I miss preachers who are so passionate about their sermons that they display, dare I say it, emotion. I am tired of people talking to me about what is seemingly to them nothing more than an academic topic, no more enthralling or life-changing than an econ lecture. Speak to my heart. When I leave church, I want an assignment. Challenge me to invite God into every aspect of my life, not just on Sunday morning. Don't spend so much time rhyming or using your laser pointer to show me where Paul preached.
How do I hold on when everything in me says: "Quit!" "God is not real!" "This is all a crock!" Show me how to profess my faith to a world that is lost and destroying itself. Make me uncomfortable by touching the issues that we have learned to avoid. Pray as you prepare your sermons, and it will show.
-- Cheryl M. Wallace, Fairfax
The sermon needs to be 20 minutes, and no longer. I can't stay awake longer than 20 minutes while seated in my pew, waiting for lunch and football to start at 1 p.m.
I like a sermon that deals with the basic issues of life, and how it relates to my faith. I want a sermon that acknowledges that life is not all black and white, that God loves us amid all life's struggles, and that Jesus Christ is our key to making life work.
I don't like sermons that are surface -- the pastor read a verse, looked up some words in a dictionary, added an entertaining story and called it a good sermon. That's a waste of my time.
-- Charles Gluck, Reston
The main problem with sermons is the heart is cut out of them. The purpose of a sermon is to call the sheep to Christ. Christ's purpose was to seek and to save the lost -- all of us.
Entertaining, interesting, so-called "good" sermons have nothing to do with it. Going into damnation with a big smile on your face isn't going to make hell any easier. More disciples walked away from Christ than stayed in John 6, because they preferred something "good." But Christ didn't change it for them, so why do we?
-- Michael Brown, Fort Washington
I prefer expositional sermons that explore hard-to-understand texts and honestly grapple with the Bible in a relevant and thoughtful way.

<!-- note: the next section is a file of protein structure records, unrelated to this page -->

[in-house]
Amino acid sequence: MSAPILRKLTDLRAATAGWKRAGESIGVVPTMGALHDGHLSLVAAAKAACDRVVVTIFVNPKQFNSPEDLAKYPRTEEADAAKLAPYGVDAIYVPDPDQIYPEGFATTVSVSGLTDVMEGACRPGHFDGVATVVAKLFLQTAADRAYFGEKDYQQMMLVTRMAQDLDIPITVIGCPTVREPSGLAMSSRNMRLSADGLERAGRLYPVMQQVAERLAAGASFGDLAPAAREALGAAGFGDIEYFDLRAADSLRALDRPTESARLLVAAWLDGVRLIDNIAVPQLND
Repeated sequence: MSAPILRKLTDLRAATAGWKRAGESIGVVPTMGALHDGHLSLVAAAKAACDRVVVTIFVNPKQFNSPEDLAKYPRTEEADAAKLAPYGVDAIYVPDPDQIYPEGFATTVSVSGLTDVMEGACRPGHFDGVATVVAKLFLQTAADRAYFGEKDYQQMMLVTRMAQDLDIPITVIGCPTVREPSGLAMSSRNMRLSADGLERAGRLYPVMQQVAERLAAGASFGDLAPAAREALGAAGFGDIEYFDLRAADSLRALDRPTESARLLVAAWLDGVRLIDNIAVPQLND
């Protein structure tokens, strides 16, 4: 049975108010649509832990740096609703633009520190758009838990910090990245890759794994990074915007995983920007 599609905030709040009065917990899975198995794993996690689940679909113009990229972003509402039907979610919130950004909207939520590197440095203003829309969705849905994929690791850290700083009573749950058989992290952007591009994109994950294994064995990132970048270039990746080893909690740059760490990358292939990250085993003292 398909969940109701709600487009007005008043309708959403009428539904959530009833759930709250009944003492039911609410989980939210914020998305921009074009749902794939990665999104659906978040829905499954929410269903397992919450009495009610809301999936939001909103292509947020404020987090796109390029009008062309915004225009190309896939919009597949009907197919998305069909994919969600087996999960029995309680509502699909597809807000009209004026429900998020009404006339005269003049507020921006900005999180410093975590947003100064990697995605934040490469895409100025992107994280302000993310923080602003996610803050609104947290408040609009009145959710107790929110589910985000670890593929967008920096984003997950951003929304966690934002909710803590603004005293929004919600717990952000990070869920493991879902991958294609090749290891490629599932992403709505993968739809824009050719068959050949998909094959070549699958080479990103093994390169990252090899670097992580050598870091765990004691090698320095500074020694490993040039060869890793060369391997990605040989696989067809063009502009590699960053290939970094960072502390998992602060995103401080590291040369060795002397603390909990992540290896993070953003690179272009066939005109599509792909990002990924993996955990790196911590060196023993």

I dislike it when a sermon selectively picks biblical texts to justify the preacher's opinions on social and political issues. I don't want to hear that: Jesus was liberal or conservative; Jesus didn't judge; Jesus told us to accept everyone or anything; Jesus was for lower or higher taxes.
-- Dennis McKeon, Arlington
Many preachers say to worshipers, "Turn to your neighbor and say . . . " I am noticing now that people look very annoyed and make no attempt to turn to their neighbors and say anything. Some look embarrassed, and with good reason. Sometimes, this goes on for several minutes.
People come to hear the Word of God, not to indulge in one-liners with strangers or even family while service is in session.
-- Tracy N. Wood, New Carrollton
I tend to agree with Emerson, who observed in his Divinity College address of 1838 that "the true preacher can be known by this, that he deals out to the people his life -- life passed through the fire of thought."
Nothing so eats away at a minister's credibility than the tendency to preach "at" a congregation while keeping from public view his or her own struggles with the difficult parts of the Scriptures.
-- Jim Sanders, Falls Church
Sermons are not designed to be liked or disliked. They are designed to instruct and to inspire the listener. It is not about us, it is about glorifying God with our obedience to Him, so that we can do the work for His kingdom.
-- Rosetta Kelly, Washington
Next month's question: Do you agree or disagree with religious leaders who say it is morally irresponsible to drive a gas-guzzling vehicle? E-mail your answer (100 words or less) to email@example.com. Include a daytime telephone number. For more answers to today's question, go to www.washingtonpost.com/religion.